18 May 2012

An Architect's Work is a Photographer's Pleasure

It's no wonder Frank Gehry's architecture is photographed as often as it is: it's as if he designed, specified materials, and built with photographers in mind. Planes of curving glass or metal, ascetically clean and unadorned, reflect the world and sky that surround his buildings. Whether glowing or burning, radiating soft hues or blindingly pearlescent grey tones, his work is our pleasure.

Certainly one of the most oft-photographed Gehry creations has to be the Concert Hall in Los Angeles. Like a beached futuristic Ark of alien design, it sits upon a hill, positioned between the older, New Formalism style architecture of the Dorothy Chandler Pavilion and the imposing high rises of Bunker Hill. I have enjoyed shooting there on several occasions with both infrared and visible light cameras. On my latest trip to L.A. we arrived an hour or so before sunset ?? an ideal time ?? and were rewarded with smoky clouds as backdrop. The soft billows and hard-edged planes both caught and threw back the changing light as the sun dropped lower.

As usual, selecting a few representative images from the many is a challenge: a slight change in angle or in time of capture yields a whole new interpretation. Infuriatingly, the management of the Concert Hall permit no tripod usage on the block the building sits upon. (If you want to use 3-legged support, you must cross to the other side of one of the streets.) This is fine for relatively shallow depth of field images, but the building demands a least a few sweeping wide-angle, extreme DOF photographs. Even without a tripod, with a combination of my Pentax camera's built-in shake resistance, timed breathing, and the creative use of the building itself for support, I was able to capture the f/22, near-to-infinity drama shots I was looking for.


03 May 2012

Kelso Dunes: A Drive By

If anyone knows about the Kelso Dunes — and I’ll wager not many do — then they know that one just doesn’t happen to “drive-by” these 650 foot tall sand dunes. Instead, you must plan to go there, even if for only a half hour, as I did this week.

The plan was to drive home (Salt Lake City) from my step-mother’s house in Southern California via the Mojave National Preserve rather than the shorter but tedious I-10 to I-15 interstate route.  Why? Because I wanted to see — and briefly photograph — the Kelso Dunes again. First, and last, there some 29 years ago, I had memories of climbing to the top of dunes for a sunset with my then girlfriend. We had camped in the nearby Providence Mountains and the austere, dry quiet of the Mojave had awed both of us. This was before the Preserve was established and the State of California created the Providence Mountains State Recreation Area (which, along with another 60+ state parks has been embarrassingly closed due to ‘deficit-reduction’ since 2008) and so toodling around in the desert carried more risk then then it does now. The roads were much rougher and pavement was much sparser.

Now, heading north into the heart of the Mojave Desert on the Kelbaker Road in my father’s VW Passat and listening to his old Doobie Brothers and Blood, Sweat & Tears cassettes (thinking of you dad), the experience and goal were of a different nature. Rather than camp and hike, I planned to drive and shoot. Climbing past the aptly named Granite Mountains and descending the long straight grade after the pass, there lay the long line of amber-ish colored dunes to the west and the short 3 mile long graded dirt road to the trailhead.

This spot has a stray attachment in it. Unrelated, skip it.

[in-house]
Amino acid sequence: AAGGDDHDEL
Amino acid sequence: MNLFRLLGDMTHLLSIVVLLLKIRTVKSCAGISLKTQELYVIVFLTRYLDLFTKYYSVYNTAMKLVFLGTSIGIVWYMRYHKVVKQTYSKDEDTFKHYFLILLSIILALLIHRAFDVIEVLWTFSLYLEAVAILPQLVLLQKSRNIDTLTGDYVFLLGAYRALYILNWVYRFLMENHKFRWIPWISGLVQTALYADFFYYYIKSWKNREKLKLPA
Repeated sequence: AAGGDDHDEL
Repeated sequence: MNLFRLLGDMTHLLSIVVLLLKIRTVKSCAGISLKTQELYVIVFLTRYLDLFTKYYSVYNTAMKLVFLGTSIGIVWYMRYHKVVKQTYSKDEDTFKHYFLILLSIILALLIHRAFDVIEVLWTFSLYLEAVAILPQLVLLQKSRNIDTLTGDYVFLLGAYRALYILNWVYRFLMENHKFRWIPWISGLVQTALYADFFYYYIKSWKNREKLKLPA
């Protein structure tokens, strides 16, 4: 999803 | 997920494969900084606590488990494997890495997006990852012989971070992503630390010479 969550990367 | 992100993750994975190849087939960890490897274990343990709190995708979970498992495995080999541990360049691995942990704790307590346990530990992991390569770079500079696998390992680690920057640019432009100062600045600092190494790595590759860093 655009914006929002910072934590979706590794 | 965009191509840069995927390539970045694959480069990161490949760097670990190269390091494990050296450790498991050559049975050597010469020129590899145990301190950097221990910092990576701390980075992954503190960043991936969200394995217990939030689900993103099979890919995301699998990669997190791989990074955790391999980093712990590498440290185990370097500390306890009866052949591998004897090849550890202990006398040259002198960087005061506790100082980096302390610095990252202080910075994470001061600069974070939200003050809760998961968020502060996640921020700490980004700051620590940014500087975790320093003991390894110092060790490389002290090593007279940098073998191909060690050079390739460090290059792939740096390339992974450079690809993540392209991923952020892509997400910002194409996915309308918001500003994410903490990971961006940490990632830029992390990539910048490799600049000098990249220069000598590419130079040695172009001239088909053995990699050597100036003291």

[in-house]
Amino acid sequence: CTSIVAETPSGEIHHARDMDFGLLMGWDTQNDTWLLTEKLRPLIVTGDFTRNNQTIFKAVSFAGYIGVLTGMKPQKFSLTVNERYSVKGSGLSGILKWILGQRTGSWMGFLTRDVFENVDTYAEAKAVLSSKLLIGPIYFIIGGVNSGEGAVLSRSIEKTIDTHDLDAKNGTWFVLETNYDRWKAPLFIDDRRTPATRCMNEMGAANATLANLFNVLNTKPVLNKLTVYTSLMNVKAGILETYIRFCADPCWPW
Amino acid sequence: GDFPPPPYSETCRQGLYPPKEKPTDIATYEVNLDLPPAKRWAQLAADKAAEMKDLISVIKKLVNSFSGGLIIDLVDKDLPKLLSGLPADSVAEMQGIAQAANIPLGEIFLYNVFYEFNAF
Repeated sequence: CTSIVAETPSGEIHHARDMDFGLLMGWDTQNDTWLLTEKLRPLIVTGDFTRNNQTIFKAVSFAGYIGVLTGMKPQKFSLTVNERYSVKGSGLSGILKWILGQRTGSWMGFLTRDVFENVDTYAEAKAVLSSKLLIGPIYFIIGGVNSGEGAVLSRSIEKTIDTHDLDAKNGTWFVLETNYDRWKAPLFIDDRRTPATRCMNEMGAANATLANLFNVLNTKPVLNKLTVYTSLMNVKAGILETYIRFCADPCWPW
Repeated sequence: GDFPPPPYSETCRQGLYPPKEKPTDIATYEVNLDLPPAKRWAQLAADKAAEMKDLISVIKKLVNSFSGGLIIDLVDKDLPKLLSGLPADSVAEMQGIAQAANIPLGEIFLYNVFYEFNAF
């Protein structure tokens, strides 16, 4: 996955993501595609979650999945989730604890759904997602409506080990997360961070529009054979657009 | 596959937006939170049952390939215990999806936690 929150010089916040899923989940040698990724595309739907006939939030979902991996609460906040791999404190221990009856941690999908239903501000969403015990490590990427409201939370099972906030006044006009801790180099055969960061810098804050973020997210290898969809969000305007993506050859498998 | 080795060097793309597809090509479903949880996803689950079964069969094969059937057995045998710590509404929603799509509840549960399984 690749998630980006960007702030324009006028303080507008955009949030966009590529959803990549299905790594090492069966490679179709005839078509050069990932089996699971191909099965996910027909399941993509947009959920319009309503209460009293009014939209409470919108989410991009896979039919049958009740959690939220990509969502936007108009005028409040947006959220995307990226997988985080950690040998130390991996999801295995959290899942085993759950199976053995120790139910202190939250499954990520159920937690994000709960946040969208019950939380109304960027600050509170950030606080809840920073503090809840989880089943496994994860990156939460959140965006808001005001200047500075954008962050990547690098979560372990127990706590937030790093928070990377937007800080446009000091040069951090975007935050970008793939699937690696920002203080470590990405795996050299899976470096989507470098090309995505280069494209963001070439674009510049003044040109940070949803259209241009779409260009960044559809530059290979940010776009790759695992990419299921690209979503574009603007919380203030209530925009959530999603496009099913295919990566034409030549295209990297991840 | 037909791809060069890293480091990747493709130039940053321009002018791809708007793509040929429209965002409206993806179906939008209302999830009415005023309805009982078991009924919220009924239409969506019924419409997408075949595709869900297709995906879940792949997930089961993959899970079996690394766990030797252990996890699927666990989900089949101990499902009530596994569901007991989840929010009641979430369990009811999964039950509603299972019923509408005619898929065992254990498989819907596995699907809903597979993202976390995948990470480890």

Of course many a visitor to National Parks execute true drive-bys. You’ve seen them, yes? They drive-up, stop the vehicle, perhaps turn-off the engine (but, probably not), and hold their point-and-shoot or smart phone at arm’s length, snap the digital shutter, climb back in the vehicle and disappear, heading to the next scenic spot where they are supposed to take a picture. I witnessed the ultimate drive-by last year when at the end of Chicken Corners Road in the Greater Canyonlands area — a partially 4WD road that takes 3-4 hours to drive one-way — a woman in the passenger side of a rented open-air jeep, said “awesome, just awesome” as she snapped a couple of frames, whilst the jeep turned around, and headed home again. The jeep didn’t stop and she didn’t get out. Is that not strange behavior of homo urbis?

I don’t really do true drive-bys, so grabbing my Pentax K-5 and my infrared modified Pentax K10, I started trudging towards the main dune in the 80 degree heat. No plan really other than to find a spot closer and perhaps nicer to shoot a few frames. After 15-20 minutes I found a few sand ripples and clumps of greenery and though it was late morning and the sun was harsh, I documented my desert side trip on the long journey home. The numerous creosote bushes were sporting small yellow flowers but the persistent breeze played havoc with any attempt to photograph them, so I didn’t. The four shots here, though perhaps borderline repetitive, will hopefully give one a feel for the unique nature of these plant-stabilized dunes. Reportedly the oldest dunes (~25,000 years) in North America, and the third highest (after the Great Sand Dunes in Colorado and the Eureka Sand Dunes in Death Valley National Park), the Kelso Dunes really deserve more than a drive-by.

Next time.